Government--more precisely, governments--will have to see these things, especially if they are going to help auto makers. There is a need for a tariff regime that would allow components to come from wherever they are designed and, or, competitively produced (the EU was crucial for Skoda getting components from Seat in Spain or Audi in Germany). There is a need to make R&D programs in crucial areas (batteries, fuel cells, etc.) more transparent and less burdened by potential IP battles, so that university labs and free-lance inventors can participate--programs no single company can afford any longer. There is a need to jumpstart a grid and social network for electric cars, as Israel is doing (or at least pretending to do). 

Most important, there is a need to stimulate innovation by entrepreneurial companies in the supplier base: by making patent protection harder to come by (therefore, less of an obstacle to start-ups), creating new ways for companies to share intellectual property (like IP exchanges), or creating incubators and tax breaks for new businesses. 

So. Can US companies use government funds to create things customers will actually want? If so, are there things all manufacturing companies need in common, like roads and bridges? If not, should rescue be forthcoming, or should Toyota (which is not exactly a Japanese company anymore) be allowed to take over GM's capacity in the hope it will reinvigorate its plants and suppliers? This would not be unprecedented, after all: during the generation before the year 2000, it took about 15 years for a third of the Fortune 500 to be selected out, that is, fail or be acquired; since 2000, it took about 4 years.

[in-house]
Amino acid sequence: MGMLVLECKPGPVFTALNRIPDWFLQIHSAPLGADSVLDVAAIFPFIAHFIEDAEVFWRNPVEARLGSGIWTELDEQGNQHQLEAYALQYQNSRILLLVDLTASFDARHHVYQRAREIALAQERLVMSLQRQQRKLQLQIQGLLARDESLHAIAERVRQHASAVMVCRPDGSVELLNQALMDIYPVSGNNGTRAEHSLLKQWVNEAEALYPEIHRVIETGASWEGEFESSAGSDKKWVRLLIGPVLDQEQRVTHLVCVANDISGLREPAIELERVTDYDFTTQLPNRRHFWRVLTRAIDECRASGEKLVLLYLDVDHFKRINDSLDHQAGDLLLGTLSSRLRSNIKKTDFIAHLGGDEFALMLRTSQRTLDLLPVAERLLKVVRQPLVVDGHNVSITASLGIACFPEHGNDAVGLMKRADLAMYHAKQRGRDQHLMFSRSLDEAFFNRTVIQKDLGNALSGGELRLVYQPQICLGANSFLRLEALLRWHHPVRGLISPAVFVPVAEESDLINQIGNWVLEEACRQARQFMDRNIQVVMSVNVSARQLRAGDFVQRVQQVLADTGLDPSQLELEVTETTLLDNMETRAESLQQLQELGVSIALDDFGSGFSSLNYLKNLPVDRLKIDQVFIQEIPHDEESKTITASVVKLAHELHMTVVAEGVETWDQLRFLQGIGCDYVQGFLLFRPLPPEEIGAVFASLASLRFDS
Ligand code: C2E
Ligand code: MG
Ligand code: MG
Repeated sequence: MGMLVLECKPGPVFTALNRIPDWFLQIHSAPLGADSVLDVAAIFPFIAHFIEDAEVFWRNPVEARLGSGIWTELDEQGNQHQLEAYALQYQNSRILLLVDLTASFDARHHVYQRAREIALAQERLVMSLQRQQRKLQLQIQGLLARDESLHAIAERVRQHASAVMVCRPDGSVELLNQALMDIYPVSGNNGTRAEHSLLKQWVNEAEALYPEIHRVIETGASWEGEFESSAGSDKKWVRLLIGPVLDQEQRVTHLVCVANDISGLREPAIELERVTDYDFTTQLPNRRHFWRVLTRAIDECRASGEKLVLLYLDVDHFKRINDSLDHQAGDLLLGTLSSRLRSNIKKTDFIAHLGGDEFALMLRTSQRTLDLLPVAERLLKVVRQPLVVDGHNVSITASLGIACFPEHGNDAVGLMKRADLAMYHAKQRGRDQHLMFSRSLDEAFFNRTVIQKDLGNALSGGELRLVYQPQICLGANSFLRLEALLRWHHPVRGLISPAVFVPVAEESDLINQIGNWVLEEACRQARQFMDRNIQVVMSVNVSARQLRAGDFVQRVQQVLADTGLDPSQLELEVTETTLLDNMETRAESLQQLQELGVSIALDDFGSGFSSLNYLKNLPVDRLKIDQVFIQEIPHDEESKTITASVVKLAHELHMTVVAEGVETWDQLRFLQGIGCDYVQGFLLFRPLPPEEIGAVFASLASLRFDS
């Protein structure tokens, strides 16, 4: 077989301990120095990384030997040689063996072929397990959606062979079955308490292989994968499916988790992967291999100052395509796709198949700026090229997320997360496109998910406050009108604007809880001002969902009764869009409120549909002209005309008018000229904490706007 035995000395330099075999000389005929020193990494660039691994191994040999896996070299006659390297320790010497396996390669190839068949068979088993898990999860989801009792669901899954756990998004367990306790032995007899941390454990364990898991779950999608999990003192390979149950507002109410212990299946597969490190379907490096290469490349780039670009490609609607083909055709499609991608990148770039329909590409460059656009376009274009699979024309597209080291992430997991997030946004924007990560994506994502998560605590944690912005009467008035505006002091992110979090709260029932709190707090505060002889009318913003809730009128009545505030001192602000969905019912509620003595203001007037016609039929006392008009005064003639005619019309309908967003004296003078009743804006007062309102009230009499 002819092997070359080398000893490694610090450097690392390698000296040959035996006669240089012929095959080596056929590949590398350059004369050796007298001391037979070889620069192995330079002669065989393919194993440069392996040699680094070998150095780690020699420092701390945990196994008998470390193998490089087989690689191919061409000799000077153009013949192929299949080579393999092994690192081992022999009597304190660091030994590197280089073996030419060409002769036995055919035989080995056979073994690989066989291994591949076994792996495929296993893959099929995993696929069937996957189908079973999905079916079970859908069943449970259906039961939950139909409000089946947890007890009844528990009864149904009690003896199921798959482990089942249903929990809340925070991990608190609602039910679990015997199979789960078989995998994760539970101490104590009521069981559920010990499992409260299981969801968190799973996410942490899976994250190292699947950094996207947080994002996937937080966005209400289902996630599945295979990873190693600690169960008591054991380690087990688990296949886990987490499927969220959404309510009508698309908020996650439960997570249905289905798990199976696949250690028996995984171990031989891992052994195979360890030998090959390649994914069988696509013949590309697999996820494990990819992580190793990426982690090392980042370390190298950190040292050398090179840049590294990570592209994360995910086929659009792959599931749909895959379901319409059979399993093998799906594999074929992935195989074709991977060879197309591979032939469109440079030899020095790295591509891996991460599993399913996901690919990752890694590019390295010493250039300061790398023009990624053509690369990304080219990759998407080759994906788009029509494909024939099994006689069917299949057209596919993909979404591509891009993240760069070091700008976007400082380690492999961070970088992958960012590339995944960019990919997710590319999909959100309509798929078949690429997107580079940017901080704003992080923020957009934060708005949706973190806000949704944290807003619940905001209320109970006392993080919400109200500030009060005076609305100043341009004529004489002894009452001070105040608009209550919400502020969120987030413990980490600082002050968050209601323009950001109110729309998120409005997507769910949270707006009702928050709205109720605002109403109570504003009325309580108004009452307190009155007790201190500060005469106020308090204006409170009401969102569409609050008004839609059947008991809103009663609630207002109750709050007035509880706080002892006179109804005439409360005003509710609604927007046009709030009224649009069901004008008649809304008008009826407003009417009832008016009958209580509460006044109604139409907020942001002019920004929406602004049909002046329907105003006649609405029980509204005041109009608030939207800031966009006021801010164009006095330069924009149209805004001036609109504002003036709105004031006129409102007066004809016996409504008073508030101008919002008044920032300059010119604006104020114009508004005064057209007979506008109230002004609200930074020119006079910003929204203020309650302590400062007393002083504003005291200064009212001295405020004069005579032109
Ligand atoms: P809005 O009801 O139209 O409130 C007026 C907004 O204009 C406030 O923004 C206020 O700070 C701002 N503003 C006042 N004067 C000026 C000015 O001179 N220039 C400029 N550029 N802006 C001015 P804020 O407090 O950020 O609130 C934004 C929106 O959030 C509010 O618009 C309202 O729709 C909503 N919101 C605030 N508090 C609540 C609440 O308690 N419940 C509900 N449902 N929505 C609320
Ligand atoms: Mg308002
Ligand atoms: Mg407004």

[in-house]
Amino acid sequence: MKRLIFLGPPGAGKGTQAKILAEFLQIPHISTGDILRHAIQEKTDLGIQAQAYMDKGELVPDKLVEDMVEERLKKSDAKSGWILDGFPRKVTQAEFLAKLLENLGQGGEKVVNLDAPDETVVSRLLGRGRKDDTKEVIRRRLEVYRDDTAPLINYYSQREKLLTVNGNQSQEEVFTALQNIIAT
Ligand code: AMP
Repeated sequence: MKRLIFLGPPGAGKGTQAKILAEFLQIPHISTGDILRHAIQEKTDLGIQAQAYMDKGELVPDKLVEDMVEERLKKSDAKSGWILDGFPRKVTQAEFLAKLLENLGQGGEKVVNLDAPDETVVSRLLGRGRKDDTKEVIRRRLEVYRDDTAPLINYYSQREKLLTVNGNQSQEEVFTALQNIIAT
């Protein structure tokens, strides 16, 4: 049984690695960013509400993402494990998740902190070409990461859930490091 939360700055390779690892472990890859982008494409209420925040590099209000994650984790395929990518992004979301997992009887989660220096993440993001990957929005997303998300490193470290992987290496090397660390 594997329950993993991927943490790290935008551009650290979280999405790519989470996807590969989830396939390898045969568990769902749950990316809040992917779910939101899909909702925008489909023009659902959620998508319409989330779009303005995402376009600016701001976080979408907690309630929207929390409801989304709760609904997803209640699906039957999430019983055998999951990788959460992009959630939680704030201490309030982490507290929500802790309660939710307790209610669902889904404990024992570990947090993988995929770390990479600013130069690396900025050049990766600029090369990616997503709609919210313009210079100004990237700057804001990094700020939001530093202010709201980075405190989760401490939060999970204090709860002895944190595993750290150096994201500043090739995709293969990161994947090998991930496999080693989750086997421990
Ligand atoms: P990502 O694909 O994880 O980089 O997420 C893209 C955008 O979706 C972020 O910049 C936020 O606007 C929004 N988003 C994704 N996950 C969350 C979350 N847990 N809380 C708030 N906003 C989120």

THE MOST COMPELLING challenge remains the competitiveness of ordinary businesses--especially what we call, justifiably, knowledge-based entrepreneurial businesses. Perhaps 60,000 new businesses a year started up in the US during the 1960s; during the past decade, the annual number was closer to a million. We have to understand how and why barriers to entering businesses have fallen, how and why investors find new businesses (much more quickly than before), how companies survive using information platforms to design and market new things. Financial capital is not the only capital that flows or is regulated and managed. So is intellectual capital--and this is the more important kind. 

Correspondingly, engineering innovation is not only driven from the center, but from myriad peripheries: from product development teams in companies, and the entrepreneurial start-ups they tap into. And there is a role for government in managing up a national "network effect"--improving the quality and scale of knowledge sharing on the platform. Facilitating even marginal improvements in the exchange of knowledge will have an enormous impact on how we live. It will give a whole new meaning to the term "roads and bridges."